At its last meeting before disbanding, a member of the Lakes District Health Board (DHB) took a final swipe at the government over managed isolation and quarantine (MIQ), saying it was ‘imposed’ in the city.
The government has previously said the main objective of the MIQ is to keep Covid-19 out of the community and to ensure the safety of returnees and staff, and it has taken local issues into consideration.
DHB Lakes – along with all DHBs – will be phased out on July 1 when they merge with National Health NZ and the Māori Health Authority. The June 17 board meeting was the last.
Board member Merepeka Raukawa-Tait made the comments following General Manager Nick Saville-Wood’s report to the board, which contained a list of accomplishments since Lakes DHB’s inception.
In that report, Saville-Wood said the council had undertaken the “unenviable task of managing a global pandemic.”
“Rotorua was selected to manage the isolation facilities, which also diverted significant DHB resources to staffing the three sites.
“[It was] also the highest concentration per population head of MIQs in the country.
‘These were set up and running efficiently in a very short time, which is a testament to the staff who were asked to manage them.’
At the meeting, Raukawa-Tait said she doesn’t think the impact of three managed isolation and quarantine facilities on the organization’s “resources and management time” can be underestimated.
“It was imposed on us, it was not what we wanted, we did not know that we were going to be asked to accept the establishment of three MIQs [facilities] in Rotorua.”
She said the government’s request was “essentially an executive order”.
“It falls on us. [The government] don’t realize that we still have to try and do everything else in the community, ie get our community vaccinated, do the planning for that.
“Thank goodness we haven’t taken our eyes off the ball, but in times of stress the government needs to recognize that they have just added more stress to our organization and our staff.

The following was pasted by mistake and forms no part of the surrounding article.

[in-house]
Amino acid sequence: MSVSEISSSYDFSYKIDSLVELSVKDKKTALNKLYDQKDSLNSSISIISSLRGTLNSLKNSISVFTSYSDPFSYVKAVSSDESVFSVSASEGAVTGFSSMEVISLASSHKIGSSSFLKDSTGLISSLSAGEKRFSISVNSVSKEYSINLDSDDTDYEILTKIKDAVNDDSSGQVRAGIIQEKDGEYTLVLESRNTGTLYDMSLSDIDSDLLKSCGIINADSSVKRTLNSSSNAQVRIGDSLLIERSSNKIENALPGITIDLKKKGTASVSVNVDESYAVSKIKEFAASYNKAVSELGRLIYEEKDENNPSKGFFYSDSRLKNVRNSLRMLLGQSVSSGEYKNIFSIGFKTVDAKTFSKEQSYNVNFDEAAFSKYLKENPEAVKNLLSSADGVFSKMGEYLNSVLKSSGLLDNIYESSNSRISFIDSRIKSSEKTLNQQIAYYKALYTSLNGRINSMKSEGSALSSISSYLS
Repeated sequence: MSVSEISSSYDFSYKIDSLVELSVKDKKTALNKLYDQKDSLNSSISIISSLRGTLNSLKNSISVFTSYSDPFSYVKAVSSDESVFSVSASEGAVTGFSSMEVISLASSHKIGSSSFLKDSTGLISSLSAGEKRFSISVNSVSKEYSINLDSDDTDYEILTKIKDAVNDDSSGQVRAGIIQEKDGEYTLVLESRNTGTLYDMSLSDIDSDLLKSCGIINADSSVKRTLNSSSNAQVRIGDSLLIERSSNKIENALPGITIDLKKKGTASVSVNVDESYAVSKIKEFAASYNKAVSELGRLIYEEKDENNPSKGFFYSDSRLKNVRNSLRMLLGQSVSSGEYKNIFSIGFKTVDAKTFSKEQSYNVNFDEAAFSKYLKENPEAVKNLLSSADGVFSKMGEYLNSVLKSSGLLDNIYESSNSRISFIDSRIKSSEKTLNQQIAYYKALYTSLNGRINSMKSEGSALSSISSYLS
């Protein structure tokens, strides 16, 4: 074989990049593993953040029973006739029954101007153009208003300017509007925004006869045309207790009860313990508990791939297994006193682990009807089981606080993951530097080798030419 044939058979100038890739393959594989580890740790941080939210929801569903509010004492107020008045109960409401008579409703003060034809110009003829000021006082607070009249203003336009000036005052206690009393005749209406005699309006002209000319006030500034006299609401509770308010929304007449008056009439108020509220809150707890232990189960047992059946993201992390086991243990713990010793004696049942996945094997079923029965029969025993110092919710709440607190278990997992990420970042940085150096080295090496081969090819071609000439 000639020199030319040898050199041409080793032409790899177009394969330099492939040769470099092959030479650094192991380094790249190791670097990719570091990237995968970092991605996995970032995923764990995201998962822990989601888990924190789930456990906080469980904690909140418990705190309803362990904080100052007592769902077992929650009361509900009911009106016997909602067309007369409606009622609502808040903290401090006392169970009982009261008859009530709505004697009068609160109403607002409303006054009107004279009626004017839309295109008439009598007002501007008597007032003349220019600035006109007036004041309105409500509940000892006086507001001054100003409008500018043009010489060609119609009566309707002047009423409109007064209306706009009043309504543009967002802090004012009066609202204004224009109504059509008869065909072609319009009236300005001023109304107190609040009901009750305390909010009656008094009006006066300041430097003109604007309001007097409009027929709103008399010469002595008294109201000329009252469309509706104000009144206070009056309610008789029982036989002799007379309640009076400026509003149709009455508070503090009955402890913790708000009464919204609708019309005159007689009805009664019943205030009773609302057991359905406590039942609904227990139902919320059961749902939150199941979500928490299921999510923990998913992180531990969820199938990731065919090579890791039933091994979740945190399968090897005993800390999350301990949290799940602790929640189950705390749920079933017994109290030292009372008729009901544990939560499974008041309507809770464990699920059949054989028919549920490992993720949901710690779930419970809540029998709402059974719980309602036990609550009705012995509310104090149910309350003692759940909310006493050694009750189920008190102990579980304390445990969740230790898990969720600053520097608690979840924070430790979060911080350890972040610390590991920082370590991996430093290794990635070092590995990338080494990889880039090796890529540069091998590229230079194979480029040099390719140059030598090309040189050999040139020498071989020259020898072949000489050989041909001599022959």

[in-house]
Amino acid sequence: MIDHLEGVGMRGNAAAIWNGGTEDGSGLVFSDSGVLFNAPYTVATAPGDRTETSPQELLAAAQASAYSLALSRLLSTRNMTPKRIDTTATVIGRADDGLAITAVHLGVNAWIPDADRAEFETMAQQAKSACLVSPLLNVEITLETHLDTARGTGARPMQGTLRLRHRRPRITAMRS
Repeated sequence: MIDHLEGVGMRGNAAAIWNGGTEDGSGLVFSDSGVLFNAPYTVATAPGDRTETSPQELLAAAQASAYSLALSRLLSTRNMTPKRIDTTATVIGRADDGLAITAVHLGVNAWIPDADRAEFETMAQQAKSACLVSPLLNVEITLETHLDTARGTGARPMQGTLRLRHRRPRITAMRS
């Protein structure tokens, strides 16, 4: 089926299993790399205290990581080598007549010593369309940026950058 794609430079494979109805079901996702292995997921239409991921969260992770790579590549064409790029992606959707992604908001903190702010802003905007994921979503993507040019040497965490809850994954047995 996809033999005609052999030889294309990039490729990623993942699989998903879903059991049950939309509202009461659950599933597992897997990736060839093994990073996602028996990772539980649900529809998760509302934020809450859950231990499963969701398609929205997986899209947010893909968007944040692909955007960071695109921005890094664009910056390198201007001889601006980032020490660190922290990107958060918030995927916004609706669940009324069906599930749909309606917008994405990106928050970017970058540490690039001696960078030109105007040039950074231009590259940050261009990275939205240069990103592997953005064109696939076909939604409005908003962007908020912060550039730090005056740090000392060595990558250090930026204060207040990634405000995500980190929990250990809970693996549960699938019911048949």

“Actually I think it was unfair, I think we did our best, thank God we did.”
She said the DHB had to divert hospital staff to the MIQ “at a time when we needed everyone on board”.
Minister for Covid-19 Response Ayesha Verrall, the Department for Business, Innovation and Jobs (MBIE) and the Department of Health have been approached for comment.
A spokesperson for the Ministry of Health has previously said that the organization is aware of the various demands made on health personnel in their contribution to the MIQ and that this has been taken into account when establishing the facilities of the MIQ.
Former MBIE Co-Head of Managed Isolation and Quarantine Megan Main had said the department had engaged with local stakeholders about managed isolation facilities and the considerations included many issues complex, such as support for operations, suitability of hotels, and proximity to hospital facilities and appropriate transportation hubs.
At the time, she said the “main objective” was to operate the MIQ in a way that ensured Covid-19 stayed out of the community and kept returnees and staff safe.
She said MBIE also considered potential impacts on housing and economic activity, including tourism.
One managed isolation hotel remains in Rotorua – the Sudima, which will resume regular operations after June 30.
The Ibis and Rydges hotels were also managed isolation facilities before closing earlier this year. The three hotels had 535 places for returnees.
In August Local democracy reports revealed the government was investigating additional managed isolation facilities in a number of locations, including Rotorua.
At a meeting that month, the council unanimously agreed to advise MBIE – which operates managed isolation facilities – not to establish a fourth facility in the city.
Local MPs Todd McClay, Rawiri Waititi and Rotorua-based Labor List MP Tāmati Coffey pledged allegiance on the issue, opposing it with the DHB.
In September, the government decided it would establish a new facility in Christchurch, specifically excluding Rotorua, saying it was due to “MIQ health and labor constraints”.
Local Democracy Reporting is public interest journalism funded by NZ on Air